Fibers can be tied together. So can people, forming a “contract” or “friendship,” as the AHD glosses the Indo-Iranian descendant of *mei-, *mitram. This concept, sacred to ancient peoples (not to mention modern ones, too), was “divinized as a god,” the AHD goes on. Specifically, *mitram was represented in the Persian Mithras, the god of light, and the Vedic Mitra, also associated with the sun. Buddhists await the Maitreya, a future bodhisattva, successor to the Buddha and the Sanskrit root shared by Mitra.

Jordan Shipley observes that we see sacred bonds also formed in the Judaic tradition, viz. the covenants struck between Noah and Moses and God, respectively. The kingly title of rulers, Mithridates, is considered a theophoric form of Mithras.

The name of a current ruler, Vladimir Putin, who made headlines by asking to meet with Barack Obama next week, is from the Old Church Slavonic Vladimirŭ, meaning “ruling peace,” ironically enough, many might say. The Slavic *mirŭ is believed to mean “commune,” “joy,” or “peace,” according to the AHD, a sense preserved in Russian’s mir. For the connecting sense, think “bound together,” a lesson that would behoove our world leaders.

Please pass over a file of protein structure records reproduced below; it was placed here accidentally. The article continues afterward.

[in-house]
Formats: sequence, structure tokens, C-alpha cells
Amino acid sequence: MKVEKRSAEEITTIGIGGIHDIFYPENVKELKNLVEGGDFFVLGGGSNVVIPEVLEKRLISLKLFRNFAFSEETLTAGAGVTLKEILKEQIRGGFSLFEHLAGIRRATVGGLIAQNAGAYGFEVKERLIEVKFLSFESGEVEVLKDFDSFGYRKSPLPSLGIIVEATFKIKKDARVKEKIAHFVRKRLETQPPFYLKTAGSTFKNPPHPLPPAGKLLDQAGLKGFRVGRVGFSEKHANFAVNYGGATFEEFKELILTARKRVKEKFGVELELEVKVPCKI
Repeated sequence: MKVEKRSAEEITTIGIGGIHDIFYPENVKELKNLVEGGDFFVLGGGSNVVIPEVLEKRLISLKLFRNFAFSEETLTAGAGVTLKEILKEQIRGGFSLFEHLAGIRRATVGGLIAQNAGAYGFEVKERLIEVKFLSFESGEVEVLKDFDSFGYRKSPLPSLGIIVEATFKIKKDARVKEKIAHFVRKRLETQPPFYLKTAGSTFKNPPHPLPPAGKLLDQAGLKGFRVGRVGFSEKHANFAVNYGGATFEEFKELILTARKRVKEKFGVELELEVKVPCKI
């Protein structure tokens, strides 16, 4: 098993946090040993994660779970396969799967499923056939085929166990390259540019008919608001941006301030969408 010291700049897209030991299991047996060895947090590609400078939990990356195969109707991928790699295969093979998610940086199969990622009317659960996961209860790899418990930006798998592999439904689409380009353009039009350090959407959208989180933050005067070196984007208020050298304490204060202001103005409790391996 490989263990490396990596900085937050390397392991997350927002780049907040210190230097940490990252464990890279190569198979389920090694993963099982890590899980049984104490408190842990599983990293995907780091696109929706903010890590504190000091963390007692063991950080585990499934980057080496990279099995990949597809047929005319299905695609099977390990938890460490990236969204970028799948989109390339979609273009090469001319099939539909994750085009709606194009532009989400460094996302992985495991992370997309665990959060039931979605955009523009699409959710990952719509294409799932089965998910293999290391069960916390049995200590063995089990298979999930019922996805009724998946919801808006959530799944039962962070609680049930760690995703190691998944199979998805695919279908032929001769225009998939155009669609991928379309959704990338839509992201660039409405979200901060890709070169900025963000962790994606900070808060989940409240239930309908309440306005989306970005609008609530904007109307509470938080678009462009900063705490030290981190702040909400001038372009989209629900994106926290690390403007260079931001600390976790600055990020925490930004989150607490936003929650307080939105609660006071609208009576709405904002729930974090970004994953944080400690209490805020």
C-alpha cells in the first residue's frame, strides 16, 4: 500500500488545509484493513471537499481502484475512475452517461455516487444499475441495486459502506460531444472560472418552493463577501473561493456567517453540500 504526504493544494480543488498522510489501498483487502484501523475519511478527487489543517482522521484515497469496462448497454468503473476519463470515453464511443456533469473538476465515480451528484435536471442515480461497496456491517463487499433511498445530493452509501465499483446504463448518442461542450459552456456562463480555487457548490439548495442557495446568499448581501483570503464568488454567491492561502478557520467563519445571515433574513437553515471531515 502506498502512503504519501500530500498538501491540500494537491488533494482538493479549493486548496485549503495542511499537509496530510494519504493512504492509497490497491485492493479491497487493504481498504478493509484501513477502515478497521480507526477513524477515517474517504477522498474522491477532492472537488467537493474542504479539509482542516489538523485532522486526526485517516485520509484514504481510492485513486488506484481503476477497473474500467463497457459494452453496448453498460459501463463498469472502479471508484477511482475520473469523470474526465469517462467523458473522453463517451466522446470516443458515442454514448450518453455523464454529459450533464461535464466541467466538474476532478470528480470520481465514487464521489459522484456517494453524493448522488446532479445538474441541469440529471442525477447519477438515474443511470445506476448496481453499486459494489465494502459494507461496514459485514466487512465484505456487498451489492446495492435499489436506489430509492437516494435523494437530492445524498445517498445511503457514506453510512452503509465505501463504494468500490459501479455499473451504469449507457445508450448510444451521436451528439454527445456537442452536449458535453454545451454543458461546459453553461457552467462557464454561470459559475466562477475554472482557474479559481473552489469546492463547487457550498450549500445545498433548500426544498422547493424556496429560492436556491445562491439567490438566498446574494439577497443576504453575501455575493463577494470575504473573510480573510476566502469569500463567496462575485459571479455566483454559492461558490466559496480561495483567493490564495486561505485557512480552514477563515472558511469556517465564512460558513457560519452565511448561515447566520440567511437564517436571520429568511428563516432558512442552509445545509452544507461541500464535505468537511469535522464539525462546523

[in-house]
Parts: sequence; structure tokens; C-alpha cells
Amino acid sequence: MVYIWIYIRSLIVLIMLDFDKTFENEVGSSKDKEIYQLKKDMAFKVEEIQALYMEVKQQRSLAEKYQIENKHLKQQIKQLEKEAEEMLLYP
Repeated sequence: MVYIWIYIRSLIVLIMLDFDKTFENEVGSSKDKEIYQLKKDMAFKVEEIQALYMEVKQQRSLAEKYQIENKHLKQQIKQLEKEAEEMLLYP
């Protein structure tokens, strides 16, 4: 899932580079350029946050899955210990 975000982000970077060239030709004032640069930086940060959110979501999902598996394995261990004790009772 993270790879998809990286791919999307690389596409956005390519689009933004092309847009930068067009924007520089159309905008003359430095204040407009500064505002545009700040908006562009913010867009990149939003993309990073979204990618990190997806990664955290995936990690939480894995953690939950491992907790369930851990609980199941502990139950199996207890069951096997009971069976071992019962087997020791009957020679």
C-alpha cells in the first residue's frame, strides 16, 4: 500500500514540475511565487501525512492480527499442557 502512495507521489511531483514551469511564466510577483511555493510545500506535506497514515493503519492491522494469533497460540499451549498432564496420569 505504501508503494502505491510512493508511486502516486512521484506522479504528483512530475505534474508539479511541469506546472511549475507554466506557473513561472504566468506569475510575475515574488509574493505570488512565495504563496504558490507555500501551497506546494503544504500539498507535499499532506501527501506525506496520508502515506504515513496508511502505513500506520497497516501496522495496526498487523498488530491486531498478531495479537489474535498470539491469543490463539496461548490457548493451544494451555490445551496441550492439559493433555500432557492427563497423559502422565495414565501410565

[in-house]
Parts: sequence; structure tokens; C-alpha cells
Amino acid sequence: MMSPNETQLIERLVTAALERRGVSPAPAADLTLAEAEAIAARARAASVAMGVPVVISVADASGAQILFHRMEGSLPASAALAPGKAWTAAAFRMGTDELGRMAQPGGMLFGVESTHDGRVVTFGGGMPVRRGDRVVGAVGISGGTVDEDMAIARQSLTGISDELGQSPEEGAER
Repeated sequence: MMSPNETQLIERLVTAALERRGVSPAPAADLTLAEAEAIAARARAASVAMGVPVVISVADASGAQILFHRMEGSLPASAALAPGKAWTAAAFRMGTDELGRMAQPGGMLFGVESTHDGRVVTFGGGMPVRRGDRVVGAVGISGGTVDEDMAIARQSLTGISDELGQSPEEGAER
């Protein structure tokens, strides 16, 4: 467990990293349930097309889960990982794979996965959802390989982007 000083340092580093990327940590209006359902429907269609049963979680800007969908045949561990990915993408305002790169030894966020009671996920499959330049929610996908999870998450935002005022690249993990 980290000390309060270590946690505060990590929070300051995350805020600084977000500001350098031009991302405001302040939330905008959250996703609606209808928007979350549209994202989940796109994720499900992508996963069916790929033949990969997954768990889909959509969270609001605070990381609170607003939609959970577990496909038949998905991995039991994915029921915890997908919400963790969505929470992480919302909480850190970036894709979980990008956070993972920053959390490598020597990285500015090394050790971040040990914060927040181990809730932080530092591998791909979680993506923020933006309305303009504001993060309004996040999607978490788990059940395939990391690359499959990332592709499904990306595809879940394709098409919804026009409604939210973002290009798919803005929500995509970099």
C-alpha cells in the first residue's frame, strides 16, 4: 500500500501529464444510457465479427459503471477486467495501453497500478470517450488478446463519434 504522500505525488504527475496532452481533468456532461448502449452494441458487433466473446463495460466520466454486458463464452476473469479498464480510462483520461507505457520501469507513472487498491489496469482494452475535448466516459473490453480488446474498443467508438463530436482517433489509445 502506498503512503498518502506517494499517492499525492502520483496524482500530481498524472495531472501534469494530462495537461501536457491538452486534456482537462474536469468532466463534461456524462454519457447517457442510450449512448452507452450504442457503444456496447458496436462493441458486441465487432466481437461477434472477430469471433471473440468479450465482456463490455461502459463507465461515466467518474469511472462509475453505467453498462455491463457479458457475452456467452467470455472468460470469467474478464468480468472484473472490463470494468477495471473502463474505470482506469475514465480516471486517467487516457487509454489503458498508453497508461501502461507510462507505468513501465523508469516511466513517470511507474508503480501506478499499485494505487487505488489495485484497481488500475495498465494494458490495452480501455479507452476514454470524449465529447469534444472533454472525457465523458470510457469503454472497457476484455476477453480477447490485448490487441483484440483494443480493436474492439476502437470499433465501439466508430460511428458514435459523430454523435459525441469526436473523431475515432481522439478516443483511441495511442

Out of this world, huh? That would be Mir, as in the former space station, named for this Russian word for “peace” and “world.”

Whew! Some of my connections may be a bit threadbare. But mitre, if etymology is any measure, turns out to be not only a Catholic word, but a truly catholic word as well.

Mitre_Felt Tip and Sharpie on Paper_Scribblem ∫ r ∫

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Buddha, eBay, & ombudsmen